AHEAD of a major protest in Ennis on Saturday (January 29), a short film has been released highlighting the struggle for redress of pyrite homeowners across the county.
The nine-minute film, by Simon Barr, is the third part of a series which also documents the mica crisis in Donegal and the impact of pyrite in Mayo. It hears from a number of homeowners, including a woman from Fanore who described how she had to sleep in her dining room at one point, amid fears that her gable wall would fall down during stormy weather.
The piece traces the foundation of the Clare Pyrite Action Group (CPAG) in September 2020 after Dr Martina Cleary put out an appeal for others affected to contact her. “Once I realised I wasn’t alone, there was great solace in that,” the Crusheen woman told Mr Barr.
The film goes on to follow the increasing numbers of homeowners that have come forward, with the membership of CPAG now standing at 124.
Dr Cleary also outlined efforts at official level to extend the Defective Concrete Blocks Grant Scheme to Clare.
“Despite the fact that the same level of rigorous analysis that has allowed 200 homes to get on the scheme in Mayo, despite the fact that one of the best labs in Europe has proven that we have virtually identical deleterious materials as Mayo, the department are still denying the fact that there’s enough evidence on the table to qualify County Clare for the scheme, so it’s just game-playing.”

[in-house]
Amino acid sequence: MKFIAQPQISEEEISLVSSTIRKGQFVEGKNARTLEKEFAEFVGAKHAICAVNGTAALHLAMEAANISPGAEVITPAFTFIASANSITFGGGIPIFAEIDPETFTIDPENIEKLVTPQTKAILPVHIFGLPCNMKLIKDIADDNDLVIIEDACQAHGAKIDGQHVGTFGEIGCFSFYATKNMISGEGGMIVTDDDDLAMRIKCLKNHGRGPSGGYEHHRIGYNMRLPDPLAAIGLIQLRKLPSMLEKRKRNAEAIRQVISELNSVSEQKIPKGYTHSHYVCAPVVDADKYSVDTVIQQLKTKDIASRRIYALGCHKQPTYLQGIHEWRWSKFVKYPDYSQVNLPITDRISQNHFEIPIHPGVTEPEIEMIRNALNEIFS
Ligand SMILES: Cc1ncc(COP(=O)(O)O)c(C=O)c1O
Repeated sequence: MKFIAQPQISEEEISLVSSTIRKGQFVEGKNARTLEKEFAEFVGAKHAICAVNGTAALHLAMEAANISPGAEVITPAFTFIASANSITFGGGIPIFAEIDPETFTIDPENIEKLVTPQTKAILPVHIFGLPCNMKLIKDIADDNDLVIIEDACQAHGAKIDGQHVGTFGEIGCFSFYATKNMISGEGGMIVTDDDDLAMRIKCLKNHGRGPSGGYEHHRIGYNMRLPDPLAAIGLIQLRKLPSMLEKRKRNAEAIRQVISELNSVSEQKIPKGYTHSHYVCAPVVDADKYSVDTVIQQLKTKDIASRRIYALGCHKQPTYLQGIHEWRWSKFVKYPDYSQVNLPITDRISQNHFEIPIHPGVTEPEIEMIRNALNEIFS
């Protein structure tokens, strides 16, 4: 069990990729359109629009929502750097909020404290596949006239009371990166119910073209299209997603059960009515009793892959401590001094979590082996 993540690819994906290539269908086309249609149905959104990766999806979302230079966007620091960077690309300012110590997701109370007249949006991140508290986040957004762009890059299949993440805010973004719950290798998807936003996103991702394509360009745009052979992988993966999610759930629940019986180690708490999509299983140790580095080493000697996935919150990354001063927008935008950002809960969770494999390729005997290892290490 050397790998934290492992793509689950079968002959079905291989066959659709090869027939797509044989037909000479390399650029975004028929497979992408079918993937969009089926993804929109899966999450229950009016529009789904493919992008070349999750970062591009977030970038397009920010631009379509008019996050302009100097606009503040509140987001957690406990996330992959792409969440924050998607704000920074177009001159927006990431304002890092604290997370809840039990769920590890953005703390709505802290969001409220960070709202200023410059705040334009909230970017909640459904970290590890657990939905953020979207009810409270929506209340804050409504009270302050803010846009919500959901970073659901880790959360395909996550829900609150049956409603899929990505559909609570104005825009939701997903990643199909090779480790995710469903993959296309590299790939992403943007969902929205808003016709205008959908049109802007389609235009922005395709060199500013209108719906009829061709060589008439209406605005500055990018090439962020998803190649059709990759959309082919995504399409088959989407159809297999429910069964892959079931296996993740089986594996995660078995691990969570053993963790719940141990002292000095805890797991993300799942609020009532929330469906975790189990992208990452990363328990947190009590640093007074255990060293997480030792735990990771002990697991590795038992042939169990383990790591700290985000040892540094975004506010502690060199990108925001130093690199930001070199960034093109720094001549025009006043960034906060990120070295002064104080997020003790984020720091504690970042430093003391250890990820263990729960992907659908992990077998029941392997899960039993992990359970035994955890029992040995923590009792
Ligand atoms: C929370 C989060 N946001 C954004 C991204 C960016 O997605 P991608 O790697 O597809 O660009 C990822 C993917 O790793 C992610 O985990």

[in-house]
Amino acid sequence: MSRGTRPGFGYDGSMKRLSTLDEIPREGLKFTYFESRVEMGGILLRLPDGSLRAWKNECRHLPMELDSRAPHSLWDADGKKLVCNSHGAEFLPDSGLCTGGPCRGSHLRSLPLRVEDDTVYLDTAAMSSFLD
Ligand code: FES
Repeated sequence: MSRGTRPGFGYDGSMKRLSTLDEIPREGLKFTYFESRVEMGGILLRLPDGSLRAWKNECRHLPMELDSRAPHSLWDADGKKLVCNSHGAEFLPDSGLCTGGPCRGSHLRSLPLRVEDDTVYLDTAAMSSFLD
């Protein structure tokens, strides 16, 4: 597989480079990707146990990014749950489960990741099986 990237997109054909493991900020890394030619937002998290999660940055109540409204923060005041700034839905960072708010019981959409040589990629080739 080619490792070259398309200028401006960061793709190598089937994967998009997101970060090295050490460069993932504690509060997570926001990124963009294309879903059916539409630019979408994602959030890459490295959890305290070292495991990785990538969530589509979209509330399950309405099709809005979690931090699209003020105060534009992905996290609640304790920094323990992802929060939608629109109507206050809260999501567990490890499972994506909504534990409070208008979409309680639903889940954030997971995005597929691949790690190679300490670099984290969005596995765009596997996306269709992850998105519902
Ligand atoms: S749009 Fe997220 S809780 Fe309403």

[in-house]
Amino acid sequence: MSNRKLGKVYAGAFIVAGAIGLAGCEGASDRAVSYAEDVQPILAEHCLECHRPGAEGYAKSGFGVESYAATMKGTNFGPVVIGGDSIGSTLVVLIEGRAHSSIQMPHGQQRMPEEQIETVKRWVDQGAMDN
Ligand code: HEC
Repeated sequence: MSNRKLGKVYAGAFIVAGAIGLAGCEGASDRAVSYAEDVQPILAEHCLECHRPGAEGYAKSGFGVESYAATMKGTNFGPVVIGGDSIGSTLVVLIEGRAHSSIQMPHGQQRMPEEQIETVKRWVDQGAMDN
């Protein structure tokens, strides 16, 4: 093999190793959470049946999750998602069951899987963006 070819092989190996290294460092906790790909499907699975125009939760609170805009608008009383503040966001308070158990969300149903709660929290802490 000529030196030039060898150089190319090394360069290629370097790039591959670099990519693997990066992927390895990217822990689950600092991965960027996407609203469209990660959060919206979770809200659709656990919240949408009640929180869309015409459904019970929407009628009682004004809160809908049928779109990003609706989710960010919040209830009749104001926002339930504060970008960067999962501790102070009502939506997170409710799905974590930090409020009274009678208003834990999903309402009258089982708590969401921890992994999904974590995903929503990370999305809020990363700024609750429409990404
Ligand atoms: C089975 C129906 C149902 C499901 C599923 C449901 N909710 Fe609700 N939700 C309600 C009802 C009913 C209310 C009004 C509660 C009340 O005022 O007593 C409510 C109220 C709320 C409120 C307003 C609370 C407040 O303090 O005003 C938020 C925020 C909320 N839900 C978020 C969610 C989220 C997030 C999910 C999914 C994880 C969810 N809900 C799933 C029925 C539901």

The film also speaks to Eileen McMahon from Fanore who had works done on the gable of her home in an effort to address severe cracking.
“It was six weeks of horror,” she told Mr Barr. They took down the outside wall and we got three very bad storms while that was going on and they only had it barely held up with one piece of timber and three blocks. That’s what was holding my gable up.
My daughter and I slept in the dining room, so we weren’t near the gable in case it went in any of the storms. They [the cracks] are getting progressively worse. Every year, there’s a lot more. You can take pieces out of the wall out there now. It’s very sad that you have to go through all that again, after building your house once.”
Anthony O’Loughlin from Miltown also spoke to Mr Barr for the film. He outlined how he re-plastered the badly cracked external walls of his house, but to no avail. The cracks reappeared and tests revealed Category Four damage, with demolition and rebuilding recommended.
Danny Moloney from Kilkishen also outlined his situation. He spoke of his frustration at the fact that homeowners have gathered evidence of pyrite, but still don’t have access to the grant scheme, which continues to be limited to Counties Donegal and Mayo.
“They’re just fobbing it off,” he said. “They don’t want to know about the problem. They just want to hide it. In a few years time, they’ll probably be gone out of Government and it’ll be somebody else’s problem.
CPAG’s protest will assemble at the headquarters of Clare County Council at 2pm on Saturday and march towards The Height.